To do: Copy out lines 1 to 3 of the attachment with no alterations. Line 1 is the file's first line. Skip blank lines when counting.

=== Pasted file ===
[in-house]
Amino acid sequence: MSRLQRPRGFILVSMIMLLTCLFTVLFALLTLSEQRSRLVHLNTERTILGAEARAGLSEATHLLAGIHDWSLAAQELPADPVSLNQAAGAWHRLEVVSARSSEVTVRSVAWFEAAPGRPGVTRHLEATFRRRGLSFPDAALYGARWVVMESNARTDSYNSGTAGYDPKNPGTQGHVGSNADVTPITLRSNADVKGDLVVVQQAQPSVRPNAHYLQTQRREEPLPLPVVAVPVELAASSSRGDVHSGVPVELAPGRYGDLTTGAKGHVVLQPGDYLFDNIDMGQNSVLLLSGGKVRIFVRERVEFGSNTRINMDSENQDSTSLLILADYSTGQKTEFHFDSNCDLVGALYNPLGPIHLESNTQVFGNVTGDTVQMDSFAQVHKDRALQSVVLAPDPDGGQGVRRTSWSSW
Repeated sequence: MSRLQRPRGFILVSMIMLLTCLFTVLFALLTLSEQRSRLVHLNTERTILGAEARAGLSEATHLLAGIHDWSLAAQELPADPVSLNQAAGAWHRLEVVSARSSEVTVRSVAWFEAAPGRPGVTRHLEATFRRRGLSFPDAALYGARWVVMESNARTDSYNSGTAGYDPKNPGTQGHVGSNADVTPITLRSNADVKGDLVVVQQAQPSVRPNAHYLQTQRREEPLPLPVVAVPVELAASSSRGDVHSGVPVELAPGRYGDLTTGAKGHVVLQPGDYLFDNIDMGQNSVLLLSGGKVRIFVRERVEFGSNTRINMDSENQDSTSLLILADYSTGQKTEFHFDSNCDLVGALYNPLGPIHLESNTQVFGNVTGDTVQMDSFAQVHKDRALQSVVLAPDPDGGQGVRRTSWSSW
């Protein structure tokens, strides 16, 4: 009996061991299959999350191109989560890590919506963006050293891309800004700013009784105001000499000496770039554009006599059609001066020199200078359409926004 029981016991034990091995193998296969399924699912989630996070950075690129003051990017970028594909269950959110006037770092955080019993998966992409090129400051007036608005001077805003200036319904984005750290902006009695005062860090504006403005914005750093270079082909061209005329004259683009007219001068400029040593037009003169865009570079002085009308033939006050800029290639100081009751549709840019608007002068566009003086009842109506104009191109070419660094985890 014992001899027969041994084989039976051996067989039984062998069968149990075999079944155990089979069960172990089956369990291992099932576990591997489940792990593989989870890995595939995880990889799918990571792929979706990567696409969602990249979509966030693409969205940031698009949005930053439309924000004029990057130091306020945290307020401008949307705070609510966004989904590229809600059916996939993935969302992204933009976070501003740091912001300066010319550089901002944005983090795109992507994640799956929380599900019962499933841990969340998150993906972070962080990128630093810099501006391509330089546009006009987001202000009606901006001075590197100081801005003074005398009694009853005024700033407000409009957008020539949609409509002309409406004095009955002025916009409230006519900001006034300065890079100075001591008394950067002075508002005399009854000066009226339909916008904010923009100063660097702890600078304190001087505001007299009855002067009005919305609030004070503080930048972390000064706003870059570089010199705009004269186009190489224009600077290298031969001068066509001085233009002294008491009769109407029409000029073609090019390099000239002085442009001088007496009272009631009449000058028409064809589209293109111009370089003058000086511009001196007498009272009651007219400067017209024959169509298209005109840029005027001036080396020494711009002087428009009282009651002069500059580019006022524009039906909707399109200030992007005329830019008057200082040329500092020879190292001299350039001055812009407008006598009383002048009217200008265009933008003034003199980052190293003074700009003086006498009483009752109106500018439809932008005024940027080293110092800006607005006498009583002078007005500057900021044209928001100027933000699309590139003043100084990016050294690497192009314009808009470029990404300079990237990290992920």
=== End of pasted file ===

[in-house]
Amino acid sequence: MSRLQRPRGFILVSMIMLLTCLFTVLFALLTLSEQRSRLVHLNTERTILGAEARAGLSEATHLLAGIHDWSLAAQELPADPVSLNQAAGAWHRLEVVSARSSEVTVRSVAWFEAAPGRPGVTRHLEATFRRRGLSFPDAALYGARWVVMESNARTDSYNSGTAGYDPKNPGTQGHVGSNADVTPITLRSNADVKGDLVVVQQAQPSVRPNAHYLQTQRREEPLPLPVVAVPVELAASSSRGDVHSGVPVELAPGRYGDLTTGAKGHVVLQPGDYLFDNIDMGQNSVLLLSGGKVRIFVRERVEFGSNTRINMDSENQDSTSLLILADYSTGQKTEFHFDSNCDLVGALYNPLGPIHLESNTQVFGNVTGDTVQMDSFAQVHKDRALQSVVLAPDPDGGQGVRRTSWSSW
Repeated sequence: MSRLQRPRGFILVSMIMLLTCLFTVLFALLTLSEQRSRLVHLNTERTILGAEARAGLSEATHLLAGIHDWSLAAQELPADPVSLNQAAGAWHRLEVVSARSSEVTVRSVAWFEAAPGRPGVTRHLEATFRRRGLSFPDAALYGARWVVMESNARTDSYNSGTAGYDPKNPGTQGHVGSNADVTPITLRSNADVKGDLVVVQQAQPSVRPNAHYLQTQRREEPLPLPVVAVPVELAASSSRGDVHSGVPVELAPGRYGDLTTGAKGHVVLQPGDYLFDNIDMGQNSVLLLSGGKVRIFVRERVEFGSNTRINMDSENQDSTSLLILADYSTGQKTEFHFDSNCDLVGALYNPLGPIHLESNTQVFGNVTGDTVQMDSFAQVHKDRALQSVVLAPDPDGGQGVRRTSWSSW